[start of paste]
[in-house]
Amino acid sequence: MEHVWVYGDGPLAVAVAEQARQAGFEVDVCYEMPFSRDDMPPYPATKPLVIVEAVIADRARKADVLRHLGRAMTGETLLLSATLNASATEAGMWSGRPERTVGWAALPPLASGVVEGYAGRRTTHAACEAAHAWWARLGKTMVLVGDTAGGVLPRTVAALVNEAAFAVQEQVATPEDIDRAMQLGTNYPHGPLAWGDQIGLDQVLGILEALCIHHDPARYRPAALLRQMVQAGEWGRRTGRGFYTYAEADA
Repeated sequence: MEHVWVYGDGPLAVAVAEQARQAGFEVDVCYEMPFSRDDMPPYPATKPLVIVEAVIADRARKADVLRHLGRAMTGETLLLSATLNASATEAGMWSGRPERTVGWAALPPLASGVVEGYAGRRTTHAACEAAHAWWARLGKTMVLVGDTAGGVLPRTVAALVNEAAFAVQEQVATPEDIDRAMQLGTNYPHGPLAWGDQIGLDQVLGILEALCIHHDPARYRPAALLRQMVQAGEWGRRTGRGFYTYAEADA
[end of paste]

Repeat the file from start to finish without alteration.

[in-house]
Amino acid sequence: MEHVWVYGDGPLAVAVAEQARQAGFEVDVCYEMPFSRDDMPPYPATKPLVIVEAVIADRARKADVLRHLGRAMTGETLLLSATLNASATEAGMWSGRPERTVGWAALPPLASGVVEGYAGRRTTHAACEAAHAWWARLGKTMVLVGDTAGGVLPRTVAALVNEAAFAVQEQVATPEDIDRAMQLGTNYPHGPLAWGDQIGLDQVLGILEALCIHHDPARYRPAALLRQMVQAGEWGRRTGRGFYTYAEADA
Repeated sequence: MEHVWVYGDGPLAVAVAEQARQAGFEVDVCYEMPFSRDDMPPYPATKPLVIVEAVIADRARKADVLRHLGRAMTGETLLLSATLNASATEAGMWSGRPERTVGWAALPPLASGVVEGYAGRRTTHAACEAAHAWWARLGKTMVLVGDTAGGVLPRTVAALVNEAAFAVQEQVATPEDIDRAMQLGTNYPHGPLAWGDQIGLDQVLGILEALCIHHDPARYRPAALLRQMVQAGEWGRRTGRGFYTYAEADA